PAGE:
• I’ve always been a fan of Pinkerton without knowing much about him, so it was great fun to learn more about an actual case he was involved in, especially such an important one. Yes, Margot knows my tastes very well! 😀


  4. Okay… just making sure I understand correctly… this is historical fiction, albeit accurate in its history. I was think of it for my SIL, but he really prefers non-fiction. On the other hand, I might enjoy it. 🙂

    I remember reading a biography of Pinkerton when I was a child.


    • I knew vaguely about Pinkerton too but had no idea he was involved with Lincoln or later in the Civil War in espionage! Because this is written in a non-academic way, it’s an easier read than a lot of heavyweight history, though just as well researched, I thought. Great stuff – if you try it at some point I hope you enjoy it! 😀

      Liked by 1 person

  5. Great review on a fascinating topic. I remember you mentioning this book in an earlier post, but other than that I’ve never heard about this plot against Lincoln. If only all history was written in this captivating thriller style, perhaps I would have paid more attention in history lessons in school.


    • Thank you! 😀 Yes, I love when history is written in a non-academic way like this – it’s so much easier to read and somehow I remember it better when it’s written more excitingly. I had an inspirational history teacher at school who used to make us act out riots and being a child working down a mine and so on, and it stuck much better than reading about them in a straight history book… 😀

      Liked by 1 person

      • I wish, I had a history teacher like that. History was one of the very few subjects in school, I wasn’t completely taken with. Part of it was the teacher I suspect, but perhaps I don’t have a natural inclination for the past either. I’ve always lived very much in the present. Strangely enough, I have come to love historical fiction.


        • I’m part of a family of historians. I’m the only one of my four siblings who didn’t have a history degree, but I did study it at Uni level for a couple of years. So reading and talking about history books has always seemed a normal part of all our lives. I blame the eldest… 😉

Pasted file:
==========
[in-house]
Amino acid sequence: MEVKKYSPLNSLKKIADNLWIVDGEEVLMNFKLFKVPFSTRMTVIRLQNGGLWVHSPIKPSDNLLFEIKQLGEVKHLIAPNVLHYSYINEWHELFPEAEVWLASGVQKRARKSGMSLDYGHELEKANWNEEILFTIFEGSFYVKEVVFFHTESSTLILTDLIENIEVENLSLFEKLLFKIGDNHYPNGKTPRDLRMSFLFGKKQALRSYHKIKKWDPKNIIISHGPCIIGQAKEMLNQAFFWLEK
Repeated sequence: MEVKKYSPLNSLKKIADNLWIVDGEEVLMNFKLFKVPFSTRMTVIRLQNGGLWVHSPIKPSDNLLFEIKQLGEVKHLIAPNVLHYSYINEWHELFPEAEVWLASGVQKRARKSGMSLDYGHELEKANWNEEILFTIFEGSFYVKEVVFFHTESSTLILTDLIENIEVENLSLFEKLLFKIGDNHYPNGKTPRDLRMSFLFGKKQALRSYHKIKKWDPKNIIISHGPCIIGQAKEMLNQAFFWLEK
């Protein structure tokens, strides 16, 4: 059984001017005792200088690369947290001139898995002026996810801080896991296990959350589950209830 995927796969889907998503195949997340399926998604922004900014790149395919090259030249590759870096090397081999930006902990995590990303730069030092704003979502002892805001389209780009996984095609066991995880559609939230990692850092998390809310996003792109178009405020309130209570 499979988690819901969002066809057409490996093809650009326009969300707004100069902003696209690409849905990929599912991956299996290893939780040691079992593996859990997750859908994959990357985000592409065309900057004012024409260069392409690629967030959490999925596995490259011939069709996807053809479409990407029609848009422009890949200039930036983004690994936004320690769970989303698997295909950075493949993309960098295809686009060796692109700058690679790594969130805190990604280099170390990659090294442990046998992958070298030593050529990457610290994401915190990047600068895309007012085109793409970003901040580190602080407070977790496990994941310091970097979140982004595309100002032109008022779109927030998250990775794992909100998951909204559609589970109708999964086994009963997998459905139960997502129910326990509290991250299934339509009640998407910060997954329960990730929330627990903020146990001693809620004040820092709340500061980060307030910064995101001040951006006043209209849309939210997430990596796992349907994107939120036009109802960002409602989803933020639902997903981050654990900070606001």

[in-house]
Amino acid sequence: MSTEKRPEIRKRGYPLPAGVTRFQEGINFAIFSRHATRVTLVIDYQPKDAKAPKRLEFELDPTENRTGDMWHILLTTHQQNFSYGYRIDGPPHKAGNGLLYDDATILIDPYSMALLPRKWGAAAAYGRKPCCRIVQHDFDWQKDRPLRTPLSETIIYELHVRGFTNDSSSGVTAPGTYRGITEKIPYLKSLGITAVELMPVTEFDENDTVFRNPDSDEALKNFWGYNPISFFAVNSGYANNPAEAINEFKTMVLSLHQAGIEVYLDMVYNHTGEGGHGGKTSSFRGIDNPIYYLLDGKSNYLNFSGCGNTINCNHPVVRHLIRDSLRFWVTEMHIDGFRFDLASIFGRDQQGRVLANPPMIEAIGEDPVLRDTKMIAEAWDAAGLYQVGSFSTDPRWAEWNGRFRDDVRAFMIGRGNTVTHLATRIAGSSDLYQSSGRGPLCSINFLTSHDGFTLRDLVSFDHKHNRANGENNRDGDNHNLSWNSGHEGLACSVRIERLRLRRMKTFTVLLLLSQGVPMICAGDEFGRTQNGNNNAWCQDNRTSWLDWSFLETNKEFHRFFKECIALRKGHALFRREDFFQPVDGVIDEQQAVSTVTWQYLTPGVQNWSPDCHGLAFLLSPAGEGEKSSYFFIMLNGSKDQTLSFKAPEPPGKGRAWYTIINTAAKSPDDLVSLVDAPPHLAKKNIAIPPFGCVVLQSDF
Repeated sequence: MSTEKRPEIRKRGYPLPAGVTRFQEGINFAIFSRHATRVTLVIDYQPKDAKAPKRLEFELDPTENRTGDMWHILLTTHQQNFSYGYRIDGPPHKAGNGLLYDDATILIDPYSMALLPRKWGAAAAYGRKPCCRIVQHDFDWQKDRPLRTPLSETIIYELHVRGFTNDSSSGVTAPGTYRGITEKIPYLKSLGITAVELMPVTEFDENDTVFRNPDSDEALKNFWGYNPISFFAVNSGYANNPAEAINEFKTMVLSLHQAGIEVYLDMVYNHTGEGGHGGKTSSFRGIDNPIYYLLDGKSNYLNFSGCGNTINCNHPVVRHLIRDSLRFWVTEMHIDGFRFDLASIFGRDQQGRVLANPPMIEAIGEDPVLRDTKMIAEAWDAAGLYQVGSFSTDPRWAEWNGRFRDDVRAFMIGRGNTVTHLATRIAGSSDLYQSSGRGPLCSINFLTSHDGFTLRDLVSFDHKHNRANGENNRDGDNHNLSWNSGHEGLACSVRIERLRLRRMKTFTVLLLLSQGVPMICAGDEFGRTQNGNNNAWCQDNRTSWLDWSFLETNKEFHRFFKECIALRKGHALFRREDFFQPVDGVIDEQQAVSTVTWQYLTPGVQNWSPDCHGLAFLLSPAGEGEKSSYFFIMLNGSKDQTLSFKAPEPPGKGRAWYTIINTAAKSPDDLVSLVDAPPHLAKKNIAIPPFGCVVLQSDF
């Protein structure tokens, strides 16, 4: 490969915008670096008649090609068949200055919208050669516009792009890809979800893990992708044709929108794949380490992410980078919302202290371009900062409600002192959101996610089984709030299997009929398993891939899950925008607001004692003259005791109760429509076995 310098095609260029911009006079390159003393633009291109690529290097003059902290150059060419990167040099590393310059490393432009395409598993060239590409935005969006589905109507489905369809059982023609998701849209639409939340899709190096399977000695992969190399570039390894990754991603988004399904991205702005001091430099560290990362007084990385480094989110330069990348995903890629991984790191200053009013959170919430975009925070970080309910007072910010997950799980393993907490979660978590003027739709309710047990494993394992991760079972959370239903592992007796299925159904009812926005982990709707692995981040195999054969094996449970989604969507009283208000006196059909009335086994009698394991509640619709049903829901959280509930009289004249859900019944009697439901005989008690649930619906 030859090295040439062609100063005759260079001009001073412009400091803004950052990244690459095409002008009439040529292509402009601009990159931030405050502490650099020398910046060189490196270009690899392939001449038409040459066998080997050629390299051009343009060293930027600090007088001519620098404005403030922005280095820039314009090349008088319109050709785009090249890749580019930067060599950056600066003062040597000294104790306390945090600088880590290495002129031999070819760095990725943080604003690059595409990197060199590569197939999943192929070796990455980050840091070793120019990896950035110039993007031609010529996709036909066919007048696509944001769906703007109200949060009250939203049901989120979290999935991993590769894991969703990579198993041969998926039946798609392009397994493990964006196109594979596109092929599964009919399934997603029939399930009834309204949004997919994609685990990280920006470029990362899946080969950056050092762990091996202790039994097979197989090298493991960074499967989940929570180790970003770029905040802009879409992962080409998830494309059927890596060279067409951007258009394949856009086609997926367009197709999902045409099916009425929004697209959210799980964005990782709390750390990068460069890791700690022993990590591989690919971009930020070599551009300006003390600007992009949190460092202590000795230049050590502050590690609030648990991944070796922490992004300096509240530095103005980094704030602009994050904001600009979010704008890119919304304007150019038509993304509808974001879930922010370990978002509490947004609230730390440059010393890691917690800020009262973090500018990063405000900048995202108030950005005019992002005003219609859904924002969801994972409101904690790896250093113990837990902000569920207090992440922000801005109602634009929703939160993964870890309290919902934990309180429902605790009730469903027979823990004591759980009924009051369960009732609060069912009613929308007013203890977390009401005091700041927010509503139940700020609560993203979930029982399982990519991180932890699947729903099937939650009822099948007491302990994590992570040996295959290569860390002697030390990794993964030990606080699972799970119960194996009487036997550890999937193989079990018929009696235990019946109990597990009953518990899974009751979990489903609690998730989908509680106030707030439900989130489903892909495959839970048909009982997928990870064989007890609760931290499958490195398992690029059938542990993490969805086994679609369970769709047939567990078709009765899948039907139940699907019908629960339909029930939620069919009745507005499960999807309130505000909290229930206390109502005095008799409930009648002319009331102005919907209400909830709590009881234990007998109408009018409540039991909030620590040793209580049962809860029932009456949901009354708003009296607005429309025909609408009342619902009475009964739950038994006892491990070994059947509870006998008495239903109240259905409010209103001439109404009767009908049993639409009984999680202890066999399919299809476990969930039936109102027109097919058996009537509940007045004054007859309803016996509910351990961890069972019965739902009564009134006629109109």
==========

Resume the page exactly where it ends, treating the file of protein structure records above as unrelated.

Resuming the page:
Liked by 1 person

  6. This sounds fascinating. I had no idea that Pinkerton had been born in the Gorbals which is close to where my father was born.


    • Nor me! And I grew up just a few miles away in Pollok. I wonder if that’s why I’d heard of Pinkerton – I thought everyone had, but it appears not. I did find his story fascinating – and Kate Warne’s… 😀


  7. This sounds fascinating. I began reading this review thinking novel, true crime, which detective series does Pinkerton feature in? Soon to be disabused of course. It seems to cover a much wider sweep than initially suggested too. Another one for the list …. 🤷

    Liked by 1 person

    • I love this kind of non-academic history books that kinda combines different aspects of the time. I enjoyed the Lincoln stuff, but it was really Pinkerton and his agents who made the book for me, especially Kate Warne!


  8. Officially on my TBR list now! Have you watched the Pinkerton show on Netflix? I’ve been meaning to watch it. The Pinkerton’s have interested me since I watched another show that mentioned them.


  9. Sounds like another good read – when will they ever end? Also an excuse to share my favourite Warner Brothers cartoon line
    “Lincoln dead? I didn’t even know he was sick!”
    Have a great weekend FF!